On the other hand, the medical and agricultural industries have undergone biotech revolutions. This has included new—and at times controversial—research efforts, development programs, and business strategies to discover, alter, or produce novel biomolecules and organisms through bioengineering.
Biotech Startup Revolution
Biotechnology introduced a whole new approach to drug development that did not easily integrate into the chemically focused approach most of the established pharmaceutical companies used. This shift precipitated a rash of startup companies, starting with the founding of Cetus (now part of Novartis Diagnostics) and Genentech in the mid-1970s.
Since there was an established venture capital community for the high-tech industry in Silicon Valley, many of the early biotechnology companies also clustered in the San Francisco Bay Area. Over the years, countless startup companies have been founded to pursue this market. Innovation hubs developed in the U.S. in such cities as Seattle, San Diego, North Carolina's Research Triangle Park, Boston, and Philadelphia. International biotech hubs include cities such as Berlin, Heidelberg, and Munich in Germany; Oxford and Cambridge in the U.K.; and the Medicon Valley in eastern Denmark and southern Sweden.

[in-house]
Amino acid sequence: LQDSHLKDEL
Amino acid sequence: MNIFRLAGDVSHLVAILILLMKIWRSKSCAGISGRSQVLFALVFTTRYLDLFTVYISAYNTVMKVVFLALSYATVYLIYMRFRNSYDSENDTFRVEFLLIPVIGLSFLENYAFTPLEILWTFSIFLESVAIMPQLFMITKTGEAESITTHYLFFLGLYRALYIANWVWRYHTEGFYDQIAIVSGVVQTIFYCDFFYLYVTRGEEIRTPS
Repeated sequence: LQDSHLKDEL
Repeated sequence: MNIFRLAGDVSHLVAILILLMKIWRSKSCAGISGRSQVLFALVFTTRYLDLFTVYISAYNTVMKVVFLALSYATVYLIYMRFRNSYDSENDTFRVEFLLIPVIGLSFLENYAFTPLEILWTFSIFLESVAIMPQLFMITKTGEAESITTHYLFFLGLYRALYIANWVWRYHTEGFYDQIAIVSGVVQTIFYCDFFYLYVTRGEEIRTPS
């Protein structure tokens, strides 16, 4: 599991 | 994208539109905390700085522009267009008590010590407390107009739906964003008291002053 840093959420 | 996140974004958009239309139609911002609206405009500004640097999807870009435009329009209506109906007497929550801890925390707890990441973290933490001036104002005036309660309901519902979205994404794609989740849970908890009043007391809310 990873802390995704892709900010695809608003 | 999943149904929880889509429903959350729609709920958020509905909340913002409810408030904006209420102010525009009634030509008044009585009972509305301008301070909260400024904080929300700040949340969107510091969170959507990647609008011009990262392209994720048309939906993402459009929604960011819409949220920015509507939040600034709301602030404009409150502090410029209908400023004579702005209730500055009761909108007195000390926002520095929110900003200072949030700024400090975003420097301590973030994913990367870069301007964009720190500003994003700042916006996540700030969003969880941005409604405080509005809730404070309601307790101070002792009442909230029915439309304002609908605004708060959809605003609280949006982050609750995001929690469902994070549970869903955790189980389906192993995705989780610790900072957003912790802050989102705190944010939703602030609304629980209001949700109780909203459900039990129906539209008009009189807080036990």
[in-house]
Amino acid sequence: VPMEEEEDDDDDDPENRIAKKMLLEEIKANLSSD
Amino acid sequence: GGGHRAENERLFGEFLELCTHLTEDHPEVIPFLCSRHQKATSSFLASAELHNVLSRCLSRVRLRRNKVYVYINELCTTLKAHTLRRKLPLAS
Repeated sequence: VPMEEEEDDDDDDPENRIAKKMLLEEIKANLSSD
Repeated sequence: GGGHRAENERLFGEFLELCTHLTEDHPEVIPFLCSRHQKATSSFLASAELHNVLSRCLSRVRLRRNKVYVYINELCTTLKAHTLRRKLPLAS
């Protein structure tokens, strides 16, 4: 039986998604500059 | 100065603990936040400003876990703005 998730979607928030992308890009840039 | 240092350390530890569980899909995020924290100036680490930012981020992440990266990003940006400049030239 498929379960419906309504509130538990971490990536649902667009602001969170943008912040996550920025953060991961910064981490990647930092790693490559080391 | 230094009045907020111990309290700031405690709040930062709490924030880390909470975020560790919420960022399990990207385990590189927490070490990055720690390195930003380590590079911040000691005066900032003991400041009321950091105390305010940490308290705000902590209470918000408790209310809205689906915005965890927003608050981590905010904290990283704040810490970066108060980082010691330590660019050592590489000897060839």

Designing New Drugs Faster
Medical biotech, with revenues exceeding $150 billion annually, receives the bulk of biotech investment and research dollars. This part of biotech gravitates around the drug discovery pipeline, which starts with basic research to identify genes or proteins associated with particular diseases that could be used as drug targets and diagnostic markers.